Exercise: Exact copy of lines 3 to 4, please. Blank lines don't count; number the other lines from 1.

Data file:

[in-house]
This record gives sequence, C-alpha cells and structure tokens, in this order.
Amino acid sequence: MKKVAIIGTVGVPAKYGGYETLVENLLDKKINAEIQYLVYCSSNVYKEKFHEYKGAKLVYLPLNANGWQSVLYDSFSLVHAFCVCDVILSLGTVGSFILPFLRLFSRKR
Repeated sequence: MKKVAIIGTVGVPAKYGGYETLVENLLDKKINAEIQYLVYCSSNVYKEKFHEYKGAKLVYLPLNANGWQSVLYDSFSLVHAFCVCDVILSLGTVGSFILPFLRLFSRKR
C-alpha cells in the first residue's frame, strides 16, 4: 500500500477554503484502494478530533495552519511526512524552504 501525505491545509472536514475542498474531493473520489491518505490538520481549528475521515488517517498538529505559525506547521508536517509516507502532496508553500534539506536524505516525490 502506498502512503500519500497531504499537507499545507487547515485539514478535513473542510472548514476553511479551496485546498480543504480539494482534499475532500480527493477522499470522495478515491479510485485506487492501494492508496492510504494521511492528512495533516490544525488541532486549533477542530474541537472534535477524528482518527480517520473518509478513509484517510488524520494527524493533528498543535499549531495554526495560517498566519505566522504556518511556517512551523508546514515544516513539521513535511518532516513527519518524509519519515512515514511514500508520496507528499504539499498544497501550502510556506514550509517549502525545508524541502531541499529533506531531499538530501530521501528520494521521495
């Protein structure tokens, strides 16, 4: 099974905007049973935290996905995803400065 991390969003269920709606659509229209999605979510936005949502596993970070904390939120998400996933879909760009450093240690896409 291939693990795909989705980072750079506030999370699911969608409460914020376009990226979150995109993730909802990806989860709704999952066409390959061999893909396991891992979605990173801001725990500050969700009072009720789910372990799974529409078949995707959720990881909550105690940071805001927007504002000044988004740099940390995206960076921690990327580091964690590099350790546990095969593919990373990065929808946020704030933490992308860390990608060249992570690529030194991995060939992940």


Amino acid sequence: MKKVAIIGTVGVPAKYGGYETLVENLLDKKINAEIQYLVYCSSNVYKEKFHEYKGAKLVYLPLNANGWQSVLYDSFSLVHAFCVCDVILSLGTVGSFILPFLRLFSRKR
Repeated sequence: MKKVAIIGTVGVPAKYGGYETLVENLLDKKINAEIQYLVYCSSNVYKEKFHEYKGAKLVYLPLNANGWQSVLYDSFSLVHAFCVCDVILSLGTVGSFILPFLRLFSRKR